Elite Dangerous: Where to buy a Fleet Carrier

Elite Dangerous
Elite Dangerous (Image credit: Frontier Developments)

Frontier Developments released the Fleet Carrier update to Elite: Dangerous earlier this week, launching the biggest ships available for players to purchase. These behemoths sport 16 landing pads, eight of which are large enough for the big ships like the Anaconda. But they cost a really pretty penny at 5 billion credits, but you probably already knew that.

Elite Dangerous

Source: Windows Central (Image credit: Source: Windows Central)

You're among a rare group of Elite players who can afford the Fleet Carrier, and now you're looking to buy one. Here are the known systems so far where you can get your own mobile base of operations (with a 500ly jump range!). You can even buy one all the way out in Colonia.

The distances listed are based on a Sol starting point.

Known systems

  • Agartha: Enoch Port (148.32ly)
  • Alcor: Macdonald Settlement (81.71ly)
  • Balante: Laplace Ring (126.44ly)
  • CD-47 990: Jackson Ring (125.18ly)
  • Colonia: Jaques Station (22,000.47ly)
  • Diso: Shifnalport (112.2ly)
  • Ehlanda: Clark Port (211.86ly)
  • Kakmbutan: Macgregor Orbital (158.86ly)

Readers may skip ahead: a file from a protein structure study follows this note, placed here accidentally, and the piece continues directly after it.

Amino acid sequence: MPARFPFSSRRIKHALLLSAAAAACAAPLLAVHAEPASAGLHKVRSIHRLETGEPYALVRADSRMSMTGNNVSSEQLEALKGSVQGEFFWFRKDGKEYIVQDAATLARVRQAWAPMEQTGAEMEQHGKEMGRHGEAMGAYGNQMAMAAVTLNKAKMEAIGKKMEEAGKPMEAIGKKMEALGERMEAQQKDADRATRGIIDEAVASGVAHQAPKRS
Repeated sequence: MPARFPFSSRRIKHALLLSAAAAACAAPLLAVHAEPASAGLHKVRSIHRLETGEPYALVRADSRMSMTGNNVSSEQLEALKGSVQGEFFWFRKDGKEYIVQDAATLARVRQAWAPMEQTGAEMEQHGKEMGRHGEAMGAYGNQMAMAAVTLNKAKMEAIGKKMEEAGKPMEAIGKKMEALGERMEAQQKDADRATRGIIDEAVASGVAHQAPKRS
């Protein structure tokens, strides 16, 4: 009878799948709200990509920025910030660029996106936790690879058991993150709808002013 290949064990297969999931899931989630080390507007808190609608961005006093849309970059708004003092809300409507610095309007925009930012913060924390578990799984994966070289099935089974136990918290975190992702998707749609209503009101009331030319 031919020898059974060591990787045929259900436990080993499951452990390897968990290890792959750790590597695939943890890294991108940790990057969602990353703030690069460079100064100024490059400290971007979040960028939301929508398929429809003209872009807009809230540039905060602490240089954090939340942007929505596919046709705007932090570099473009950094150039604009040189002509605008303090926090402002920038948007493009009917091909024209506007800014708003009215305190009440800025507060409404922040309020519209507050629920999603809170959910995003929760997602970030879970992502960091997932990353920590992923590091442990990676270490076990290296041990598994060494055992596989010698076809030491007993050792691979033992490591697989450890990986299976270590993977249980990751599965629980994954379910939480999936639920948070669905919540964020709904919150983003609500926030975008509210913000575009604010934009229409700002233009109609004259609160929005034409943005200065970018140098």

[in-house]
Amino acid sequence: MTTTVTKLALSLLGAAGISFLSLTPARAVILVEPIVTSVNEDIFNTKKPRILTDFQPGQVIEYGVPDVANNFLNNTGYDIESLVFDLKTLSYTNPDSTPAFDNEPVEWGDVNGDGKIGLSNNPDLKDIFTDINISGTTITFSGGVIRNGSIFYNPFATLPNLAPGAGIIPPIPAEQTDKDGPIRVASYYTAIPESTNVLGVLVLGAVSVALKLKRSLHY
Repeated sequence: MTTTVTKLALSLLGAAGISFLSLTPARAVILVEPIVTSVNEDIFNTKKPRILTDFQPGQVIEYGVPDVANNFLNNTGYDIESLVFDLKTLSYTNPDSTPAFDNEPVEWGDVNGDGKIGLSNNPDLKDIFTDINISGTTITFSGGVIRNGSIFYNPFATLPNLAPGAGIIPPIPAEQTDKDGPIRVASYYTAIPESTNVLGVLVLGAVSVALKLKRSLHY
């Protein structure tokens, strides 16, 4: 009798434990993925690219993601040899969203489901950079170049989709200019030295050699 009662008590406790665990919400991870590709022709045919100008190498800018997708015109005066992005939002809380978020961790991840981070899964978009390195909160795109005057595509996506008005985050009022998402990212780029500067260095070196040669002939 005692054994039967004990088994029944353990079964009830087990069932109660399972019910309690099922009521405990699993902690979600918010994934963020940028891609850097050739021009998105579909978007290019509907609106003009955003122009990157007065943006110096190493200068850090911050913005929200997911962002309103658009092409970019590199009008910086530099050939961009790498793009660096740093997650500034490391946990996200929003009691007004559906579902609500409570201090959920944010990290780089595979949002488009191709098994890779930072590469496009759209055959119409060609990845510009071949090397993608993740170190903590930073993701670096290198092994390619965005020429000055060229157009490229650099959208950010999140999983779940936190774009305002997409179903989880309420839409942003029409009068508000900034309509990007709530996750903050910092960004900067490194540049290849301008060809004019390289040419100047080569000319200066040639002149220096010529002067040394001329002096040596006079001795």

• Kruger 60: Kepler Gateway (13.08ly)
  • Lan Tzak: Jacobi Platform (111.98ly)
  • Namnetes: Jolliet Enterprise (112.91y)
  • Panoi: Garen Hub (63.58ly)
  • Skeggiko O: Kuo Terminal (57.42ly)

Once you arrive in one of the above-listed systems, head to the station we've marked. Once you drop out of supercruise, you should see a large depot pretty close to the station, but you need to land inside the station and go to the Contacts menu in order to buy a Fleet Carrier. Look for the "Fleet Carrier Vendor" to make your purchase.

If you're near Sol, which is where I typically hang out when not mining or running passenger missions in Robigo Mines for some quick cash, the closest to you would be Kepler Gateway in the Kruger 60 system. It's just a single jump away for most ships.

Jordan Palmer

Jordan is a long-time gamer and PC hardware enthusiast. From the mid-90s on, he has constantly tinkered with computers and played every game he could get his hands on. Coming from a varied background, he found his passion in writing about Android in 2016, which also launched his writing career not long after. Now, Jordan is an avid gamer who just loves sitting down with tea or a glass of cold water to play whatever game has his attention (or he's reviewing), and he's lucky enough to make a living out of doing so. You can find him on Twitter if you want to chat: @jccpalmer.